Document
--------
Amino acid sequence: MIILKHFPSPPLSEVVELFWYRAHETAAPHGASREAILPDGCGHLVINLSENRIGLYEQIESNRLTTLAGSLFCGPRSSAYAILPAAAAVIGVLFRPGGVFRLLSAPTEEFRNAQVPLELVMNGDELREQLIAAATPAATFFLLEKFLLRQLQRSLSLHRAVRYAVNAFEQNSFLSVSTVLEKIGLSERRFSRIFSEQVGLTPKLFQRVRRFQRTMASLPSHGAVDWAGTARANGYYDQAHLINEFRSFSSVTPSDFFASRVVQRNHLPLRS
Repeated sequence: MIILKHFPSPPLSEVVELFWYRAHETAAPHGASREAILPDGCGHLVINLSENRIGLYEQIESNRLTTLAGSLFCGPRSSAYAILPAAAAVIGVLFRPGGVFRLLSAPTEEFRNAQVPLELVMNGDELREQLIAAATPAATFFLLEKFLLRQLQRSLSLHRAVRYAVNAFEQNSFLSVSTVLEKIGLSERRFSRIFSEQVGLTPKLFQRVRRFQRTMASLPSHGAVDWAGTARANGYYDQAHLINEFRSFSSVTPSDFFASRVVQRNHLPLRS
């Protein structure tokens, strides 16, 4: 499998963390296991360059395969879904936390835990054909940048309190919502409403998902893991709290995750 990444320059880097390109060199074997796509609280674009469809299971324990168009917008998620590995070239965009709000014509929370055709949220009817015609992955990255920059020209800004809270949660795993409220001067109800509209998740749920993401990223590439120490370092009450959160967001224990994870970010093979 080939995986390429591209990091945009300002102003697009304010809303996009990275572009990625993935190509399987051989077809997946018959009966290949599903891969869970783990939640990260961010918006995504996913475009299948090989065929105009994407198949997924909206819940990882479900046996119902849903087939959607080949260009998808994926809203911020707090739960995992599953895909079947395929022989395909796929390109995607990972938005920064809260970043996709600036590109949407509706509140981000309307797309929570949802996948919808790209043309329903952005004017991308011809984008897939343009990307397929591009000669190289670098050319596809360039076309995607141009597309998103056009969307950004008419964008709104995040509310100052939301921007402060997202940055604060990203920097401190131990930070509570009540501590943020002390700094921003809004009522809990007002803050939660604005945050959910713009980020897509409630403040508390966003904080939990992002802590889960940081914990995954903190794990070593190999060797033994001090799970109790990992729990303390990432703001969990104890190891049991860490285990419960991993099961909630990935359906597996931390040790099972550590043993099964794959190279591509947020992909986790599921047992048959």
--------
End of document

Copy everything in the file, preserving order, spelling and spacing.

Amino acid sequence: MIILKHFPSPPLSEVVELFWYRAHETAAPHGASREAILPDGCGHLVINLSENRIGLYEQIESNRLTTLAGSLFCGPRSSAYAILPAAAAVIGVLFRPGGVFRLLSAPTEEFRNAQVPLELVMNGDELREQLIAAATPAATFFLLEKFLLRQLQRSLSLHRAVRYAVNAFEQNSFLSVSTVLEKIGLSERRFSRIFSEQVGLTPKLFQRVRRFQRTMASLPSHGAVDWAGTARANGYYDQAHLINEFRSFSSVTPSDFFASRVVQRNHLPLRS
Repeated sequence: MIILKHFPSPPLSEVVELFWYRAHETAAPHGASREAILPDGCGHLVINLSENRIGLYEQIESNRLTTLAGSLFCGPRSSAYAILPAAAAVIGVLFRPGGVFRLLSAPTEEFRNAQVPLELVMNGDELREQLIAAATPAATFFLLEKFLLRQLQRSLSLHRAVRYAVNAFEQNSFLSVSTVLEKIGLSERRFSRIFSEQVGLTPKLFQRVRRFQRTMASLPSHGAVDWAGTARANGYYDQAHLINEFRSFSSVTPSDFFASRVVQRNHLPLRS
């Protein structure tokens, strides 16, 4: 499998963390296991360059395969879904936390835990054909940048309190919502409403998902893991709290995750 990444320059880097390109060199074997796509609280674009469809299971324990168009917008998620590995070239965009709000014509929370055709949220009817015609992955990255920059020209800004809270949660795993409220001067109800509209998740749920993401990223590439120490370092009450959160967001224990994870970010093979 080939995986390429591209990091945009300002102003697009304010809303996009990275572009990625993935190509399987051989077809997946018959009966290949599903891969869970783990939640990260961010918006995504996913475009299948090989065929105009994407198949997924909206819940990882479900046996119902849903087939959607080949260009998808994926809203911020707090739960995992599953895909079947395929022989395909796929390109995607990972938005920064809260970043996709600036590109949407509706509140981000309307797309929570949802996948919808790209043309329903952005004017991308011809984008897939343009990307397929591009000669190289670098050319596809360039076309995607141009597309998103056009969307950004008419964008709104995040509310100052939301921007402060997202940055604060990203920097401190131990930070509570009540501590943020002390700094921003809004009522809990007002803050939660604005945050959910713009980020897509409630403040508390966003904080939990992002802590889960940081914990995954903190794990070593190999060797033994001090799970109790990992729990303390990432703001969990104890190891049991860490285990419960991993099961909630990935359906597996931390040790099972550590043993099964794959190279591509947020992909986790599921047992048959």